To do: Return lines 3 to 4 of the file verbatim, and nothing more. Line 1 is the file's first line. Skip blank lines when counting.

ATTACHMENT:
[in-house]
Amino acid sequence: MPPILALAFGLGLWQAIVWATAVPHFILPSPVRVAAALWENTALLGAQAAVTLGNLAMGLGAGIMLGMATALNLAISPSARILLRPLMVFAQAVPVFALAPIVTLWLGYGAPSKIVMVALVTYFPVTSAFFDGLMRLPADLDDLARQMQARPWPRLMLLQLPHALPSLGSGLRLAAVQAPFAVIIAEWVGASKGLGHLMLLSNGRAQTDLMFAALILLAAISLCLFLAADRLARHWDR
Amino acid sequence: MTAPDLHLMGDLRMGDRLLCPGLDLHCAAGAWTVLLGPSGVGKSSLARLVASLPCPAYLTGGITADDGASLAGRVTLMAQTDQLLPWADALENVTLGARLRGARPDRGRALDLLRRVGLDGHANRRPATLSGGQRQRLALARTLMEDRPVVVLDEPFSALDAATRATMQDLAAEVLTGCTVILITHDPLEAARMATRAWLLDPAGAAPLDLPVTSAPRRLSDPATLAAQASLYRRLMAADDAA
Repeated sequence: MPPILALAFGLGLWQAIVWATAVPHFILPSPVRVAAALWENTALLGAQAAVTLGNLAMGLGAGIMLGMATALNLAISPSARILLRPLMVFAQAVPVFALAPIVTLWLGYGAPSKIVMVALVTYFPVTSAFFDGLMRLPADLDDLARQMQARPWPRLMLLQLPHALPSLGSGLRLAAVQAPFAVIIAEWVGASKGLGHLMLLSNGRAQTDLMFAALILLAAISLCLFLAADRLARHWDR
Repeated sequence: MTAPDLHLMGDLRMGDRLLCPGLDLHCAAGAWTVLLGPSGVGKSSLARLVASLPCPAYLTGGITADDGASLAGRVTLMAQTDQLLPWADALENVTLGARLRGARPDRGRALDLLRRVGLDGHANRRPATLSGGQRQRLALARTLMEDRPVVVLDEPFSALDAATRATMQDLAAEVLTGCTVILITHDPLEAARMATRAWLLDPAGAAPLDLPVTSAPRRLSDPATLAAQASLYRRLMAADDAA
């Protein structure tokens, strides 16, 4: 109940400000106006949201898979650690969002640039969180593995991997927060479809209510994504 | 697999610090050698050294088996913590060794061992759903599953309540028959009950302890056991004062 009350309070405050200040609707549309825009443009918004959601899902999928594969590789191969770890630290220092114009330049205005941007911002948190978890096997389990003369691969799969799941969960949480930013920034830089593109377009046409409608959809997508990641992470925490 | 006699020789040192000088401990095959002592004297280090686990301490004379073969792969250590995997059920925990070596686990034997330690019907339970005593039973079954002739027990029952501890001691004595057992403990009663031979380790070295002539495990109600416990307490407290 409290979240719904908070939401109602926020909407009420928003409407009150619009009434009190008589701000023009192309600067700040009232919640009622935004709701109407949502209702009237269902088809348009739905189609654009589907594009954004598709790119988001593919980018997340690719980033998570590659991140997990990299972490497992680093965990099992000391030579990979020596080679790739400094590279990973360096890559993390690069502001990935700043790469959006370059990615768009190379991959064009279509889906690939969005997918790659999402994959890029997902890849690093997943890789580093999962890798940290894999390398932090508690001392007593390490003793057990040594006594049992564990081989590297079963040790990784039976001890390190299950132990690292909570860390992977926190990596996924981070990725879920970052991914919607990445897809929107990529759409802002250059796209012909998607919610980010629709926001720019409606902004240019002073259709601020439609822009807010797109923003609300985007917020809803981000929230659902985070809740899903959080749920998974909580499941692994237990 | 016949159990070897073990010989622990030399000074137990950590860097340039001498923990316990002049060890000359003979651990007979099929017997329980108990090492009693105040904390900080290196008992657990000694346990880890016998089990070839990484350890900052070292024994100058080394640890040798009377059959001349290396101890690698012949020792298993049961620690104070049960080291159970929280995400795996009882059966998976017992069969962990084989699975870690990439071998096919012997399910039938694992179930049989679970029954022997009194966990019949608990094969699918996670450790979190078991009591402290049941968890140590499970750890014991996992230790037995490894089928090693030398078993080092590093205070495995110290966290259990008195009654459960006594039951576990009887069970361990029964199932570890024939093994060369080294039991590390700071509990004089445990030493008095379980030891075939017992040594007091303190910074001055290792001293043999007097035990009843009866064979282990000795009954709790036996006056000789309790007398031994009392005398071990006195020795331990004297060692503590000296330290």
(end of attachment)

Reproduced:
Amino acid sequence: MTAPDLHLMGDLRMGDRLLCPGLDLHCAAGAWTVLLGPSGVGKSSLARLVASLPCPAYLTGGITADDGASLAGRVTLMAQTDQLLPWADALENVTLGARLRGARPDRGRALDLLRRVGLDGHANRRPATLSGGQRQRLALARTLMEDRPVVVLDEPFSALDAATRATMQDLAAEVLTGCTVILITHDPLEAARMATRAWLLDPAGAAPLDLPVTSAPRRLSDPATLAAQASLYRRLMAADDAA
Repeated sequence: MPPILALAFGLGLWQAIVWATAVPHFILPSPVRVAAALWENTALLGAQAAVTLGNLAMGLGAGIMLGMATALNLAISPSARILLRPLMVFAQAVPVFALAPIVTLWLGYGAPSKIVMVALVTYFPVTSAFFDGLMRLPADLDDLARQMQARPWPRLMLLQLPHALPSLGSGLRLAAVQAPFAVIIAEWVGASKGLGHLMLLSNGRAQTDLMFAALILLAAISLCLFLAADRLARHWDR